Wednesday, March 11, 2009


Many years ago (about 6 or 7 really), my boss sent me this diagram from the Oracle Docs. In particular, he wanted me to focus on the times table. After a few emails exchanged I finally figured out what he was asking, well sort of. He had used a table called periods described below:
periodid NUMBER(10),
datefrom DATE,
datethru DATE,
periodtype VARCHAR2(30),--DAY, MONTH, YEAR, ETC
This was primarily (solely perhaps) used for reporting. He had actually built this pretty cool page for the business to be able to drill down on certain key aspects of the business. That may have been my first real exposure to Data Warehousing.

The point he was trying to make though was that this TIMES table was a flattened version of his PERIODS table. If you have one date, you can see how that date fell in multiple dimensions. What month it took place. What quarter it took place. What day of the year (1-365) it took place. All with just a single row of data.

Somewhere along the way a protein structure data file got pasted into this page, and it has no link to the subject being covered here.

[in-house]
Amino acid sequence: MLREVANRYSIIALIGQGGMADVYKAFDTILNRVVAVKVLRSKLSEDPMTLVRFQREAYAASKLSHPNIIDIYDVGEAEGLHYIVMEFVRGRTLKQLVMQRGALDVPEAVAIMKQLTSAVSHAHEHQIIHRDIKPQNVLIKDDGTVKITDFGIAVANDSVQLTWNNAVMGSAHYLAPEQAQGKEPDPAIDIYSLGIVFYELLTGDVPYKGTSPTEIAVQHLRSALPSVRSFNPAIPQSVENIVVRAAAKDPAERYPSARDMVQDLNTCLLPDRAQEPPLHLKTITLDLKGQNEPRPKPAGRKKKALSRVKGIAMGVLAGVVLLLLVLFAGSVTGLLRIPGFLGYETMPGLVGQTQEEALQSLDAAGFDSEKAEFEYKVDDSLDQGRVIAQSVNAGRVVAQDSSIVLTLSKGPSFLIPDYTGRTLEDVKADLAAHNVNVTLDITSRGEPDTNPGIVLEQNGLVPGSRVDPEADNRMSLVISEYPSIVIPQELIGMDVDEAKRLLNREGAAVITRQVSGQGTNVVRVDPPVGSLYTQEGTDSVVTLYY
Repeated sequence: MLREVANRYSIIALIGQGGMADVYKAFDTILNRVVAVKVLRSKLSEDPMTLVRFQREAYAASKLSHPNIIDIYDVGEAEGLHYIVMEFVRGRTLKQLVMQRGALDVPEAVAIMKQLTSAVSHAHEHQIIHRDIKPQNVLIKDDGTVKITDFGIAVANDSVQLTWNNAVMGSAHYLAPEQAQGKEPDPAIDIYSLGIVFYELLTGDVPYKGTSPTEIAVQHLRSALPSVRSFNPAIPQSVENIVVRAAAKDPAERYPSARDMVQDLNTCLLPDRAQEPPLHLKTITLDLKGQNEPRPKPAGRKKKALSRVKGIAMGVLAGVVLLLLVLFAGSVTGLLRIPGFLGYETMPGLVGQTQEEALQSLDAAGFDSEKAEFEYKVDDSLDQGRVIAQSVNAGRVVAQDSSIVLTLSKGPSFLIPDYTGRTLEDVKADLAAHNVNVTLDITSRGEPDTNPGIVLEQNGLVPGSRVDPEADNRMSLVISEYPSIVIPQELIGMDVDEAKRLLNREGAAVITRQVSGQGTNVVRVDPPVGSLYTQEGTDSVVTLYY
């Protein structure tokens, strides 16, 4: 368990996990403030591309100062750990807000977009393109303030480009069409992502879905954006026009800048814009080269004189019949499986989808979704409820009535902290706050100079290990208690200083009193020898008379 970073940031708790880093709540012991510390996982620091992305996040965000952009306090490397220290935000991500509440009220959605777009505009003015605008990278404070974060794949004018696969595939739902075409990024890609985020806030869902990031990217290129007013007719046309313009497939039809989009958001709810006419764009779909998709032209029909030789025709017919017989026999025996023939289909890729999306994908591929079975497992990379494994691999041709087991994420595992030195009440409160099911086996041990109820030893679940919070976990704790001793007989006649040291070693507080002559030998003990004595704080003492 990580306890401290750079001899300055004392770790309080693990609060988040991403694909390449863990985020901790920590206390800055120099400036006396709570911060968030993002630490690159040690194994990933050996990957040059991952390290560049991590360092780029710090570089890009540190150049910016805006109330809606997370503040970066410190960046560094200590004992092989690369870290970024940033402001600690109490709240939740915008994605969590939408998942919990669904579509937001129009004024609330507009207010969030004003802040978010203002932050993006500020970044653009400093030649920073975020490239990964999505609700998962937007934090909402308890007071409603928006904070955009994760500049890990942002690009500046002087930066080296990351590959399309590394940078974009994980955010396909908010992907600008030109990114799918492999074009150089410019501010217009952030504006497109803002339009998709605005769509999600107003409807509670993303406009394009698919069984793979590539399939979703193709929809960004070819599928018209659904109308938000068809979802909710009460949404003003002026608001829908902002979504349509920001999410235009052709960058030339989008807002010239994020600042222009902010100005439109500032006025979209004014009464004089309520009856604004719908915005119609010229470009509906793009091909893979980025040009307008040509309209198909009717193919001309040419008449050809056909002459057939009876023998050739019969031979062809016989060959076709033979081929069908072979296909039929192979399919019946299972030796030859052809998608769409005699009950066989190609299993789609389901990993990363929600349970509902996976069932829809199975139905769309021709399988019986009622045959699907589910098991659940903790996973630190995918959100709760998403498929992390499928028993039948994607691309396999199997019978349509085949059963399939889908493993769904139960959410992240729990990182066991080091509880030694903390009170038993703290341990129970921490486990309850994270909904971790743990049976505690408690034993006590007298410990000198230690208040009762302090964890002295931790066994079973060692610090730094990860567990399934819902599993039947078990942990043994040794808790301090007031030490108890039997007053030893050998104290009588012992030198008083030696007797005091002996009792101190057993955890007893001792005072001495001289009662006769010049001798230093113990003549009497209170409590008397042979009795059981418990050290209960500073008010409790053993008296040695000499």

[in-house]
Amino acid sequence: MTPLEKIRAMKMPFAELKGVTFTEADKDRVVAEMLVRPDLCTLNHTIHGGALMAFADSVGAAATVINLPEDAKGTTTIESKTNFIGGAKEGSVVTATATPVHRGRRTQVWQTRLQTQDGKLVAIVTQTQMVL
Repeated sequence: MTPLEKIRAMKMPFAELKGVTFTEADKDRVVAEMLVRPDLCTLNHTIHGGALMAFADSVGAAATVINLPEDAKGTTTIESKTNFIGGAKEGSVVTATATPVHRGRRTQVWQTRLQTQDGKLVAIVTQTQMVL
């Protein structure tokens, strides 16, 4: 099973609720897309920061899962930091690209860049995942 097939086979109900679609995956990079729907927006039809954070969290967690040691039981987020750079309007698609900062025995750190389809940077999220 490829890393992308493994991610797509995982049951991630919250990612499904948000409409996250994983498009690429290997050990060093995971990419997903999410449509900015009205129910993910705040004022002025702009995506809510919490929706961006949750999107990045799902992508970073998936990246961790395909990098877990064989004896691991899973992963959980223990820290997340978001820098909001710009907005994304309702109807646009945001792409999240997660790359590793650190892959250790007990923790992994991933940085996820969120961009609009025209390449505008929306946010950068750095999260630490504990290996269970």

The TIMES table, or dimension is a standard in data warehousing for exactly this reason.

I've been working on our "data warehouse" (replicated tables from the OLTP) and had been using the PERIODS methodology. There is a time dimension, but it's not populated at this time.

Since I am by no means a data warehousing expert and I have virtually no experience with OBIEE, I'm trying to come up with a way to help bridge both those gaps. Use OBIEE against the relational tables to help me learn OBIEE. I've created a couple of small subject areas so far and demo'd them to the users and they love it. So do I in fact.

Anyway, back to my topic. As I was thinking about TIME, I began to reminisce about time and how I got started. It's funny how I remember that exact moment sitting there with my feet propped up on my desk in my garage office.

Was there a point to all this? I don't think so. Just me rambling on.

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